Asset Purchase Agreements

Drafting Asset Purchase Agreements

Acquisitions can be effected in various ways. It may be best to structure the acquisition as an asset purchase, a stock purchase, a stock purchase treated as an asset purchase for tax purposes, or a merger. This article focuses on drafting asset acquisitions.

Clarity is key. Conciseness helps. Lawyers must pay special attention in providing clear descriptions of the following: (1) purchase price; (2) purchase price adjustments; (3) included assets; (4) excluded assets, (5) assumed liabilities; (6) excluded liabilities; (7) seller’s representations and warranties on the physical condition of assets and the financial condition of the related business; (8) the parties’ pre-closing covenants [commitments] and negative covenants [prohibitions]; (9) the parties’ post-closing covenants and negative covenants; (10) indemnification by seller and buyer; (11) conditions to closing; and (12) remedies for breach.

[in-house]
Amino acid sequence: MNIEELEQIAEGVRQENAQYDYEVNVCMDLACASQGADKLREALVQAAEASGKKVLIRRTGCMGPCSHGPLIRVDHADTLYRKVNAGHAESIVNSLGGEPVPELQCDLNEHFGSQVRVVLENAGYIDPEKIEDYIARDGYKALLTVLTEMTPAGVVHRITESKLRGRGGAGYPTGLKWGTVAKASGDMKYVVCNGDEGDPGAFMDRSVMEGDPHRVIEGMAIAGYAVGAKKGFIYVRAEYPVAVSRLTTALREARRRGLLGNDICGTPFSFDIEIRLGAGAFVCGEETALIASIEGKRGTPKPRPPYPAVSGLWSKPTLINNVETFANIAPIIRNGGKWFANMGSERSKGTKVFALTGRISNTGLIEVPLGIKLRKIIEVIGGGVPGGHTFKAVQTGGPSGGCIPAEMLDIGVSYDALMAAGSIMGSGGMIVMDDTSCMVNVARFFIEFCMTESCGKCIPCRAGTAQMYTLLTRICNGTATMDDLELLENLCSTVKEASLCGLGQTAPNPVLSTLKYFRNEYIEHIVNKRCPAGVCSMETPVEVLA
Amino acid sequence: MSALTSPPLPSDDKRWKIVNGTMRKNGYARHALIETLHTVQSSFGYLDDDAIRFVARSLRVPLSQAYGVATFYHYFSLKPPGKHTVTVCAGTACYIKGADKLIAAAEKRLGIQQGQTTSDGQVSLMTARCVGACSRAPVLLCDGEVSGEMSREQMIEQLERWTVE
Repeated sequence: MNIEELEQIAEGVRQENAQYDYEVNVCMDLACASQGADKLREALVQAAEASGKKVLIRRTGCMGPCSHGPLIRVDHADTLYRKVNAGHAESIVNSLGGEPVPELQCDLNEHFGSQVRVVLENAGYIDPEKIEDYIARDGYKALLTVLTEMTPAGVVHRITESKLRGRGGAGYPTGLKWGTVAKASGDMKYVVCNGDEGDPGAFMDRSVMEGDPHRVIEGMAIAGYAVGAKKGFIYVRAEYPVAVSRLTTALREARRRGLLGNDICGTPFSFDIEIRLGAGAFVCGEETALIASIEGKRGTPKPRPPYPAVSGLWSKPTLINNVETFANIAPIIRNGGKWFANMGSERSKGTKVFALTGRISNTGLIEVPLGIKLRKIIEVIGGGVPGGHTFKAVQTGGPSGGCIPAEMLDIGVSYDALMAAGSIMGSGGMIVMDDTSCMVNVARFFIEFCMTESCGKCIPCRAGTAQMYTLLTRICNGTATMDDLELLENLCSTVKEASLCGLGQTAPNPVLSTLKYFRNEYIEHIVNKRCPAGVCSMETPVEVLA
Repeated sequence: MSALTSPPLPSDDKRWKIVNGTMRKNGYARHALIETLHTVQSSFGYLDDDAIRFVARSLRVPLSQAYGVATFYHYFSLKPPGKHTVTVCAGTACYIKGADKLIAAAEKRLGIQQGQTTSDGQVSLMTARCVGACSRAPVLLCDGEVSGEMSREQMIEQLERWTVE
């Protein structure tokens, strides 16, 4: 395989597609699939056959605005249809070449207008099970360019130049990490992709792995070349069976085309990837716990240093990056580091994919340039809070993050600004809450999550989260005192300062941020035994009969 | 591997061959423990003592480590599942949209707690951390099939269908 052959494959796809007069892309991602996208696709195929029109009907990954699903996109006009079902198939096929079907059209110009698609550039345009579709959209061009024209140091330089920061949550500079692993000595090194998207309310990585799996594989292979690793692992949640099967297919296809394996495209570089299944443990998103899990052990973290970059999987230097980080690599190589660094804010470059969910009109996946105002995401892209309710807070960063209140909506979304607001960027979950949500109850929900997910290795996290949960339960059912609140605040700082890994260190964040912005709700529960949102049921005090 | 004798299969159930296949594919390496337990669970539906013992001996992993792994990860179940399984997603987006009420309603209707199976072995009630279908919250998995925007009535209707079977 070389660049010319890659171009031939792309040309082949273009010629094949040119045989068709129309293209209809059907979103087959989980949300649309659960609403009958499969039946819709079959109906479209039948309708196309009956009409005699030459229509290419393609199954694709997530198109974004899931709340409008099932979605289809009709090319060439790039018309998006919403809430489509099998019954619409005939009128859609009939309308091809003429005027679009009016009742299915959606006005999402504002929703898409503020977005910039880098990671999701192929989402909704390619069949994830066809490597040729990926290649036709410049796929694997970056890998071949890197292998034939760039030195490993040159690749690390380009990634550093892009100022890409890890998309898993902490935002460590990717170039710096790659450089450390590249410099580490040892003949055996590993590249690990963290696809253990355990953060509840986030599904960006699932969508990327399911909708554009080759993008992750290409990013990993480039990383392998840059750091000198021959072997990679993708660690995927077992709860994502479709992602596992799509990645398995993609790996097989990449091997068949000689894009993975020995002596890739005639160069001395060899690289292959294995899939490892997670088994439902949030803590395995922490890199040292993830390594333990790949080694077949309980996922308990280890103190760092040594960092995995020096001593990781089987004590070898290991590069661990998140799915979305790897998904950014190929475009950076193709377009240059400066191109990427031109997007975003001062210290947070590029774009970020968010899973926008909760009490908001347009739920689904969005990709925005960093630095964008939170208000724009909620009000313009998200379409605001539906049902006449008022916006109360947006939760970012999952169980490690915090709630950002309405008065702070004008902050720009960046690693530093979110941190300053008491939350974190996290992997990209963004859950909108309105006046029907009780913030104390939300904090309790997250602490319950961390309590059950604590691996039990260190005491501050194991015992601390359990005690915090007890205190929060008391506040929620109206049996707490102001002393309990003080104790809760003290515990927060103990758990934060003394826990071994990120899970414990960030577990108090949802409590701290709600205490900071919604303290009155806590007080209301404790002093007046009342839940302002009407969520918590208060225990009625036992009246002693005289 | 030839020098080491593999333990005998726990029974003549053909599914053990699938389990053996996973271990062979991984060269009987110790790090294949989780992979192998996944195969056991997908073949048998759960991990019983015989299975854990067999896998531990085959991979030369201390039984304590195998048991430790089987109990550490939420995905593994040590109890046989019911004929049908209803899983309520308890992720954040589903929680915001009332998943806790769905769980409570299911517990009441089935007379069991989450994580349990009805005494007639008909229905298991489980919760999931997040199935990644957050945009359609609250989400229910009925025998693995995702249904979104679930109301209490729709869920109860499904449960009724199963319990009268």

Most relatively complicated asset purchase agreements place the definitions of terms at the front of the document following the recitals that provide the background of the transaction. Some practitioners prefer to place the definitions at the end of the document. In general, the more complicated the transaction, the more important the definitions. A term may be defined in an uncommon way. Reference to the precise definition is the only way to make sense of the body of the agreement. Placing the definitions front and center emphasizes their importance. A novice who reads the body of the agreement before referring to the definitions may be in for a rude awakening.